In the last few months of my mother’s life she told me that memories of her childhood and her life as a young woman had become so clear and detailed to her that it was almost like travelling back in time. In contrast, her recent past was vague and foggy and when we talked she would often confuse me with her cousin – as if her brain instinctively felt a strong connection between us, but needed to place me in the newly vivid land of her past. At the time I struggled to fully understand this, but felt myself lucky to become an honorary member of her happy past.
However, increasingly over the last few months I have been returning in my mind to my past of many years ago. For the first time I find myself seeing the past as a continuous, living narrative. It has become more vivid to me than ever before.
I used to see my past life in snapshot form, as I jumped from decade to decade, each memory illustrated a different thought, feeling and recollection. But recently the past has become as real to me as the present and I’ve began to remember long forgotten names and faces. I’ve begun to see that each decision made, for good or bad, took me another step along the road that has been my life and that there is a linear quality to all of this which I had not been aware of before.
Some of this has doubtless been caused by our losing Nico. When you have a child, when that child is born and placed in your arms, without deliberately planning it you find yourself imagining the road ahead and you think you know all the milestones you will pass along the way. For some of us the birth of our children is the first time ever that we look to the future with expectant joy. Of course, the path of life with Nico deviated from the one we expected to walk, but it certainly had many joyous moments and whatever we may have expected, it was a path of fulfilment and in the end, it was our “normal”. The death of your child, disabled or not, fractures your family in countless ways which are still on-going and it is far too soon to know when those fractures may heal and who we will find we have become by the time they do.
I suspect the re-emergence of old memories is also due in part to the death of my father 3 months ago. I would have thought that losing the last of my parents should have closed a door firmly on the past – but instead it seems to have opened it fully for the first time. Memories that I couldn’t deal with before, recollections that were too painful now seem to have taken on a clear, almost matter of fact quality as if some part of my brain was saying “well, there’s nothing you can do about that now, so just accept it and get on”.
Thinking about these times for the first time in many years, I became curious to know what became of people I left behind. Not all were flotsam that I shook off as I moved on down the river of life. Some threw me off, some died and some simply disappeared. By the time you reach my age the list of people who were once an important part of my life and now you’ve completely lost touch with is long. You struggle to remember the names of romances, friends and even enemies. I decided to see if I could find them out what happened to some of these people from my past, or some trace of their continuing lives without me – or even another glimpse of the time we spent together.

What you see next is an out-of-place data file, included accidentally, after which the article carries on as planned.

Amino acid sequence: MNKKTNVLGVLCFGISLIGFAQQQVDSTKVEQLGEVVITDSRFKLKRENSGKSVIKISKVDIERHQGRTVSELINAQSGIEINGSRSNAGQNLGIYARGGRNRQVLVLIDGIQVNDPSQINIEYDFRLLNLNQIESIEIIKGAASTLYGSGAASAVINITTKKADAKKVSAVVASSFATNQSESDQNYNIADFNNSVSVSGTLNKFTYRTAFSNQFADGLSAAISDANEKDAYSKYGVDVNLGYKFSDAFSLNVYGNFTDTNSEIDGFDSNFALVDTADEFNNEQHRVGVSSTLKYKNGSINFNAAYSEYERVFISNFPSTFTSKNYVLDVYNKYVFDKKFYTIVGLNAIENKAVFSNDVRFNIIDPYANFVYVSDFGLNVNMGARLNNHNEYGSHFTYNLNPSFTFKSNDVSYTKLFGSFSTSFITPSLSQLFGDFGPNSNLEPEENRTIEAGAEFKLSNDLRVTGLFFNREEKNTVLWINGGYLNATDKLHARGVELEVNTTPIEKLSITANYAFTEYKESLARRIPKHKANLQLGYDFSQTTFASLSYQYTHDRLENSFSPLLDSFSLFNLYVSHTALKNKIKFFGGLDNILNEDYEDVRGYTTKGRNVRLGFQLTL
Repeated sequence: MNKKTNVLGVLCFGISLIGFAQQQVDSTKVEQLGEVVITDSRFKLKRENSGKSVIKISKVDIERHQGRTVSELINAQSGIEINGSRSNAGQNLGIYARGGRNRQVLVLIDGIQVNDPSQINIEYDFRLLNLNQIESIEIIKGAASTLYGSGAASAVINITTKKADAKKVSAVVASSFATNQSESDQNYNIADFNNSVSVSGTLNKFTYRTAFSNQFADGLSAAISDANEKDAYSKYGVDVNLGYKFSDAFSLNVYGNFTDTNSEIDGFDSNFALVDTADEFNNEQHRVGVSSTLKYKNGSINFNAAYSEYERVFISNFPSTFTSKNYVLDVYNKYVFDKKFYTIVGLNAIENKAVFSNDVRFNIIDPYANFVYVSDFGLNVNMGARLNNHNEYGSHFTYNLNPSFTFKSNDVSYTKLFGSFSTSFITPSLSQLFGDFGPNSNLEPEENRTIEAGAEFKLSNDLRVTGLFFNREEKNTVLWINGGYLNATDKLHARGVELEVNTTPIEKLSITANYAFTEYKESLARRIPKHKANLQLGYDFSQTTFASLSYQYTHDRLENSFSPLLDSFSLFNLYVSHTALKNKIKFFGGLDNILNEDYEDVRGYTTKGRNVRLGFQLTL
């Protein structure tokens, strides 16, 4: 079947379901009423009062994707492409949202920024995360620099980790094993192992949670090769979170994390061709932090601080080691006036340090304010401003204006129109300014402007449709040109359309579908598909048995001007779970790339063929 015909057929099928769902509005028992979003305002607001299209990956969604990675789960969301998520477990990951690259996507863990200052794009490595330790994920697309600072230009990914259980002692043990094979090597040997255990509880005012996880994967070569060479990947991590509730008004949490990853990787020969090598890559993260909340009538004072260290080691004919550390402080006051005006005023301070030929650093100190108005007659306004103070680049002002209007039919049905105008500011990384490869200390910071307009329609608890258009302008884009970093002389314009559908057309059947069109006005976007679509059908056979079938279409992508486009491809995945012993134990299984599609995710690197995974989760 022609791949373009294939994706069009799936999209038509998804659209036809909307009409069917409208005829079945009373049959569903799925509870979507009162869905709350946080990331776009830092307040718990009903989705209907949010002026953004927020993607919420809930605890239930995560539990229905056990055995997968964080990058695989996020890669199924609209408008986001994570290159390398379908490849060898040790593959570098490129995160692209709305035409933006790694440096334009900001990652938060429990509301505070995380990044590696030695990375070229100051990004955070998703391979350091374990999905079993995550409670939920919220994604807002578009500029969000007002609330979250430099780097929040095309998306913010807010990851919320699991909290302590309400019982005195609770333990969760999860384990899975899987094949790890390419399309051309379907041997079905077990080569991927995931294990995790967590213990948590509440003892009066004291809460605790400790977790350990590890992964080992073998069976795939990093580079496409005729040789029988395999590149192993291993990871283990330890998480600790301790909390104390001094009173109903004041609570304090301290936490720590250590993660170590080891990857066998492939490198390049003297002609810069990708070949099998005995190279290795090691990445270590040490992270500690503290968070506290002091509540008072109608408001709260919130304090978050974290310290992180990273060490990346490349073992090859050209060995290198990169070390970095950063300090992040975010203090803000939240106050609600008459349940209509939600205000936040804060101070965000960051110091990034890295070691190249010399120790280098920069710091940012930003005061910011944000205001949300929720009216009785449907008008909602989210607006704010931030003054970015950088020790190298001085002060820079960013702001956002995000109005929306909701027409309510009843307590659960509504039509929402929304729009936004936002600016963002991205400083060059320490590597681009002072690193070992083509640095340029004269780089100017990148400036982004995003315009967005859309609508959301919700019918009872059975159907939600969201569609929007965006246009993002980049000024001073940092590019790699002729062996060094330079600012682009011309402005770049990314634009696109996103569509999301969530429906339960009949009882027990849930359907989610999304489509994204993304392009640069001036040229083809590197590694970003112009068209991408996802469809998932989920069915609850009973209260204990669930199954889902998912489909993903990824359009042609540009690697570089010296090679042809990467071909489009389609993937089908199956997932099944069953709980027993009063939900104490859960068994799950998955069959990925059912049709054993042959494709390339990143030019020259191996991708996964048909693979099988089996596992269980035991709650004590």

It was not as easy as I thought it would be. Many of them had married and changed their name, meaning that in many cases I had to track them down by other means – remembering their professions, their hobbies or where they had lived. Once I got stuck in it was really quite amazing what I managed to turn up. I had the strange experience of looking into the faces of people 30 years older than when I last seen them. Most had become, shall we say, a little more inflated, some had white hair, some had no hair and all of them somehow still looked to much the same, while still managing to look so different. Many seemed to be doing exactly the same thing with their lives. Solicitors were still solicitors, people who worked in housing still worked in housing, carpenters were still carpenters and in some fascinating cases – some now had adult children who had followed them into exactly the same careers.
But as my search continued darker discoveries were also waiting for me. Now I know exactly how many stab wounds it took to murder my ex; I know how many of my old friends have killed themselves. I know how many slid into alcoholism and homelessness and how many joined religious cults and were never heard from again. I know now that a man I was once terrifically in love with was killed in a terrible boating accident, widely reported in the press at the time, but completely unknown to me until now. Worst of all, I found out that someone who was once very dear to me and who I supported through the loss of her gorgeous little boy, had now also lost her precious daughter, my own daughter’s childhood friend, at the age of only 27. This lovely woman, exceptional and loving mother had lost her husband and now both her children.
So am I glad that I made this little excursion into my past? Well, on the whole no. It has opened doors that I had firmly closed and now opened, they cannot be closed again. What we think we remember about the past is not necessarily the truth and truth is a very slippery concept. I think now that this was a way of coping with my current circumstances. Perhaps it is easier to deal with the problems of the past than to deal with the trauma of the present.
Or perhaps the part of my life that I’m in now is just another bead on the string, another bullet in time’s gun. Another chapter in my book. But I won’t know for sure for a while. I won’t know for sure until this present becomes my past.